Four Ways ACOG Has Impacted Global Women’s Health in Just the Past Year

In 1994, my wife and I arrived for our first two-week mission in the Dominican Republic and were stunned by the line of people waiting outside of the hospital for us. Since medical school more than a decade earlier, we had dreamed of participating in mission projects around the world to help women in dire need of basic medical care. But then my wife began her career as a nurse, we started our family, and after residency I went into private practice. So, that goal went by the wayside. However, our trip to the Dominican Republic quickly reignited our hopes of providing necessary ob-gyn services in low resource settings. Living in the United States, it’s easy to forget that many countries around the world are battling poverty and disease and don’t have the same infrastructure and safety nets we do. After that first trip, I came home to a fully equipped operating room with the proper tools and lights that worked, my wife didn’t have to hold a flashlight during surgery because the power was out. We had carpeting and hot water at home. From that point on, my eyes were opened.

Since that first trip, I’ve continued to travel and offer my services to advance health care in struggling countries. This work has taught me that we can really make a difference in global women’s health by sharing our knowledge and resources as ob-gyns. As my presidential term at ACOG comes to a close, it is an appropriate time to reflect on what we have accomplished from my six-point plan, developed over a year ago, to help improve the health of women and children worldwide, with a focus on training and providing health care around the world.

The first step was to make these kinds of missions more easily identified and attainable. While it’s often not realistic to leave your practice for months; two weeks is doable. That’s why we developed a listing or database of non-profit organizations involved in two-week mission work in which some of our members had participated. Now on the ACOG website there is a global health resource center. ACOG members can discover more information about each organization, check these organizations’ calendars for potential projects, talk with ACOG fellows and junior fellows who have done projects, and sign up. And we must continue to get the word out so more members use and add to the database.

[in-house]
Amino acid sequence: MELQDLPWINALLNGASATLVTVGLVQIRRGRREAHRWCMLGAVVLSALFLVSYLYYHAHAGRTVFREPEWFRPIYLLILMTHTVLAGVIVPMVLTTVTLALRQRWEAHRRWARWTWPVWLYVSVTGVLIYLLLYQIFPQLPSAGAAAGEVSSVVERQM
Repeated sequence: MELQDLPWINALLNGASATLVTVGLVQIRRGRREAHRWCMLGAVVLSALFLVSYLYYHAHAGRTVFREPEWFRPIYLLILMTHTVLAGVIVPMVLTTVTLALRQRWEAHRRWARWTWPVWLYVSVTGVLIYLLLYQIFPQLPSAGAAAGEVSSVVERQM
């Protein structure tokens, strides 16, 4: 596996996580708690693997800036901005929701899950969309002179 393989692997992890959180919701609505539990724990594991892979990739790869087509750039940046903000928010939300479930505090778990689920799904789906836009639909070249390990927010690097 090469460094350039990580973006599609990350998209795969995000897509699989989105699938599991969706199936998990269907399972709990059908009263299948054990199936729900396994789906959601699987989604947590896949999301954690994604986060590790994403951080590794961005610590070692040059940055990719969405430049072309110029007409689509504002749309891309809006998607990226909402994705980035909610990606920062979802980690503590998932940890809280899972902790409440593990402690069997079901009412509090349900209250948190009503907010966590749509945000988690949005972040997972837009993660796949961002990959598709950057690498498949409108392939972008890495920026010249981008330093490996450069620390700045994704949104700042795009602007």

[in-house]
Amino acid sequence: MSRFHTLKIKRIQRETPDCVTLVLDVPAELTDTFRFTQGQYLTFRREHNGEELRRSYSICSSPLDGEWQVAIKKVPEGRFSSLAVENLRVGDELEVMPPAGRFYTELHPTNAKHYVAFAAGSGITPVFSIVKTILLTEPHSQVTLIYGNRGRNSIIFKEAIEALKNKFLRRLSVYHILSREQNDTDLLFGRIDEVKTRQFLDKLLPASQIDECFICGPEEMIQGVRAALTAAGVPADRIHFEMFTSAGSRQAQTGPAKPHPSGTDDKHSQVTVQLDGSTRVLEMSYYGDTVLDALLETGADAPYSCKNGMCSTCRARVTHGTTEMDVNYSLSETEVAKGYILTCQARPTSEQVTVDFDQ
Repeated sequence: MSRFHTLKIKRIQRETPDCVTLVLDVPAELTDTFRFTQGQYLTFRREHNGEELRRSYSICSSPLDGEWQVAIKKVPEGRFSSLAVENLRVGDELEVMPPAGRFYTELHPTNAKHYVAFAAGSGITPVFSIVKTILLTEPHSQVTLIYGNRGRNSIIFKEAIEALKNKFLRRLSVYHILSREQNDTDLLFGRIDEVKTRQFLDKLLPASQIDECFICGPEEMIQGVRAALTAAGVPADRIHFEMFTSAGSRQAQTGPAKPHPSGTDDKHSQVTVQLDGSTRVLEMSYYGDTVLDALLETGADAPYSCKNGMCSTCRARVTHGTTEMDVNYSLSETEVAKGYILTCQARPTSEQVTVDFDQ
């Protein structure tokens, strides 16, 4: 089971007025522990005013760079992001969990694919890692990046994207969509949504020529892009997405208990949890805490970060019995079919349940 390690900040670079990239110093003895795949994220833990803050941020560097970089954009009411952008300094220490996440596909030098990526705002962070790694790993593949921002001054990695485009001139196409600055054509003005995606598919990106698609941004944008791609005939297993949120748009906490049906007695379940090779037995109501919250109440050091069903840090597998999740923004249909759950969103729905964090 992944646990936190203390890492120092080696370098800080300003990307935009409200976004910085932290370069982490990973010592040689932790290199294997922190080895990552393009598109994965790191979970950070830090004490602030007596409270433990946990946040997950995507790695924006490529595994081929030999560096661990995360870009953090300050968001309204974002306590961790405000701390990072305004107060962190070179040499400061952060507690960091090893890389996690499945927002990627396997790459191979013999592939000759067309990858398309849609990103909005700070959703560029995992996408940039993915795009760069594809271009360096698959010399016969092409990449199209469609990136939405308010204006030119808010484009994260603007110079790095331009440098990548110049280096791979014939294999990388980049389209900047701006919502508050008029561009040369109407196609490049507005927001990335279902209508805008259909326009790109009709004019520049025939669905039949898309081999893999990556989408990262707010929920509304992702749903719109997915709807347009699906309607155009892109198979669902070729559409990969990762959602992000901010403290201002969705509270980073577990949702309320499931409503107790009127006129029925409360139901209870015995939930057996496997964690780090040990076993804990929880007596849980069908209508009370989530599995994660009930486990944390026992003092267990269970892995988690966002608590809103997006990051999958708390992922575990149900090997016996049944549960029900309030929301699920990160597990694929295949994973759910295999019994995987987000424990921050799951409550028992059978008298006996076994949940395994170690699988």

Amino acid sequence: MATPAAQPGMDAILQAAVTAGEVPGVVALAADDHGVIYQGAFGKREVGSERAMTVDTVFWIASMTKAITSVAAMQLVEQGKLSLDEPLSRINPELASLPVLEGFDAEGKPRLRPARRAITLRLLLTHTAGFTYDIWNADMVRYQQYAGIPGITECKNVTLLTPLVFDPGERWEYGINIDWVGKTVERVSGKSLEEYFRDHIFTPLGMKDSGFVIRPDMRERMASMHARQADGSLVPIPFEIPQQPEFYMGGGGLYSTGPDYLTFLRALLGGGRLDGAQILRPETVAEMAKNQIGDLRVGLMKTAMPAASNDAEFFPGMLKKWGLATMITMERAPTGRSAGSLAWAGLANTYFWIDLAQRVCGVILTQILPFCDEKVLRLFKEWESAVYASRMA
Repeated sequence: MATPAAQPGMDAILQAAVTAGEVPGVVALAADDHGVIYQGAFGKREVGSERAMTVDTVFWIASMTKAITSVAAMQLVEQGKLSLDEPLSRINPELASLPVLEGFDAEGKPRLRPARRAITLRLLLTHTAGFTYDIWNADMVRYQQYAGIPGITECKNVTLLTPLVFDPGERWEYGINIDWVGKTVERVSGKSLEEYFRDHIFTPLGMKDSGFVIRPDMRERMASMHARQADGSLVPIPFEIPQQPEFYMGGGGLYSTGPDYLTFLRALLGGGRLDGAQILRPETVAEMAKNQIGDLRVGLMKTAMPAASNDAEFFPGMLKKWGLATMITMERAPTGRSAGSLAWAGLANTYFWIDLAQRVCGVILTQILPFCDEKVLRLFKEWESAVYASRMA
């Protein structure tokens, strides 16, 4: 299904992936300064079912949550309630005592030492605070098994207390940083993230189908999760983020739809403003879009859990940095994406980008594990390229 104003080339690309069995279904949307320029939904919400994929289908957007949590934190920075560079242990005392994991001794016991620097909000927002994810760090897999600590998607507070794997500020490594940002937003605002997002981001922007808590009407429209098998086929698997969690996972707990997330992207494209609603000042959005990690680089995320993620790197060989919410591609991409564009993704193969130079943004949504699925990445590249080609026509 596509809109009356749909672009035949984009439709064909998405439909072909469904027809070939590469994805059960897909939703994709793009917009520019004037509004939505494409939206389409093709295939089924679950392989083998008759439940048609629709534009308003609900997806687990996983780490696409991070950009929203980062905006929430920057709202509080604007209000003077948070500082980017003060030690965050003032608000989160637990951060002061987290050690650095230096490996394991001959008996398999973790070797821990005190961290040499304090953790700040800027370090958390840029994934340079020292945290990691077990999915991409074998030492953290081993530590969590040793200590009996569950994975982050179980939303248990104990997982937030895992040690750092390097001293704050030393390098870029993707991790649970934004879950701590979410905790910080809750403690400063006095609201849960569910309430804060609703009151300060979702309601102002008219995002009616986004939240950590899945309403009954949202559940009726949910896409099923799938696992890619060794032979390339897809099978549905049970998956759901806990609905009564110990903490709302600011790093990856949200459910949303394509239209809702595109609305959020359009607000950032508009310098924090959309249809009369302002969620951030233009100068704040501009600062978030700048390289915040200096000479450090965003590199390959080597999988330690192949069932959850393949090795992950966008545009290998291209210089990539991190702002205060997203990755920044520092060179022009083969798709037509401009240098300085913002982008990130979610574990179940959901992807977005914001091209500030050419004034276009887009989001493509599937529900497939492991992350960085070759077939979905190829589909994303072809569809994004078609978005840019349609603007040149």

In partnership with the U.S. Department of Health and Human Services, we’ve also formed and grown the Alliance for Innovation in Maternal Health (AIM), which creates instructional and educational portfolios, or “safety bundles,” to fight high rates of maternal mortality in the United States and now Malawi. Women living in rural areas of Malawi give birth at community health centers that can’t perform operative vaginal deliveries or C-sections. When these situations arise or other complications occur, women are transferred to the central hospital in the city, most often without any attempts at stabilization prior to transport. They are often in poor condition when they arrive, which results in many otherwise preventable maternal deaths. The AIM postpartum hemorrhage bundle has been instituted into practice at both the community health clinic and referral hospital. To date, more than 130 local people have participated in vital simulations to help these patients. And while we do not have formal data on the program yet, we know that several women have received life-saving care because the teams were able to communicate and execute care in a way that they didn’t before. We anticipate many more successes that will hopefully mirror the kinds of gains we have seen here in the United States.

In addition, last year ACOG partnered with Health Volunteers Overseas, a nonprofit group that helps educate and train local health providers in underdeveloped countries in various areas of obstetrics and gynecology. It begins with local providers telling us what they need and then we come up with a plan and work together to make it happen. As of today, we have completed four site assessments and will begin offering global service opportunities for fellows in the four countries by May 2017.

Lastly, in Ethiopia, we received a five-year grant to develop a plan in partnership with the Ethiopian Society of Obstetricians and Gynecologists to strengthen their ob-gyn residency training programs and curriculum, improve continuing medical education, support the publishing and accessibility of clinical outcomes research, and develop an ob-gyn examination and certification program. Since its inception, the program has made great strides by working “shoulder-to-shoulder” with the Ethiopians. As a result of this program, there is now interest from other African countries to begin the same program.

The bottom line is, many women around the world are lacking access to quality, evidence-based health care and they are paying the price with their lives. As ob-gyns, we have the power to prevent this by using our skills to help reduce global maternal morbidity and mortality, as well as improved quality of life. These programs are a prime example of how we can achieve that by dedicating some of our time and effort to a cause that is greater than ourselves. While we’ve accomplished a lot, we still have much to do. So, even if you aren’t sure you have the time, consider any way you can contribute. Believe me, it will make a difference.

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